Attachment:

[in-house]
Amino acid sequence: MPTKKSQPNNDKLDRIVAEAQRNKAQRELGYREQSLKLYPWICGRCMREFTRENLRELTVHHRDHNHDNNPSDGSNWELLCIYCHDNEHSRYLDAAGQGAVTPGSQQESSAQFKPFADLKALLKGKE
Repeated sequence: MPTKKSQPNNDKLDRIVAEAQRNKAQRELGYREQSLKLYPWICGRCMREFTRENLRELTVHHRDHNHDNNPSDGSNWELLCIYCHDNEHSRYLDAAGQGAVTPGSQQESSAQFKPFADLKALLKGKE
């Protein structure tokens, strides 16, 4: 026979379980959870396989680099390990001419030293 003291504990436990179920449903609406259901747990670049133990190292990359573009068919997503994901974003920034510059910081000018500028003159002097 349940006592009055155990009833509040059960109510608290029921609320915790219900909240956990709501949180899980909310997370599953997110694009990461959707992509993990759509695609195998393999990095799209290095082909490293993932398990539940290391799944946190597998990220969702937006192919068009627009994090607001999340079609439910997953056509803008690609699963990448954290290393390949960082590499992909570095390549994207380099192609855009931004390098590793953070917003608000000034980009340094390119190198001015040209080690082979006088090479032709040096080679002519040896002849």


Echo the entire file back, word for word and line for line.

[in-house]
Amino acid sequence: MPTKKSQPNNDKLDRIVAEAQRNKAQRELGYREQSLKLYPWICGRCMREFTRENLRELTVHHRDHNHDNNPSDGSNWELLCIYCHDNEHSRYLDAAGQGAVTPGSQQESSAQFKPFADLKALLKGKE
Repeated sequence: MPTKKSQPNNDKLDRIVAEAQRNKAQRELGYREQSLKLYPWICGRCMREFTRENLRELTVHHRDHNHDNNPSDGSNWELLCIYCHDNEHSRYLDAAGQGAVTPGSQQESSAQFKPFADLKALLKGKE
């Protein structure tokens, strides 16, 4: 026979379980959870396989680099390990001419030293 003291504990436990179920449903609406259901747990670049133990190292990359573009068919997503994901974003920034510059910081000018500028003159002097 349940006592009055155990009833509040059960109510608290029921609320915790219900909240956990709501949180899980909310997370599953997110694009990461959707992509993990759509695609195998393999990095799209290095082909490293993932398990539940290391799944946190597998990220969702937006192919068009627009994090607001999340079609439910997953056509803008690609699963990448954290290393390949960082590499992909570095390549994207380099192609855009931004390098590793953070917003608000000034980009340094390119190198001015040209080690082979006088090479032709040096080679002519040896002849």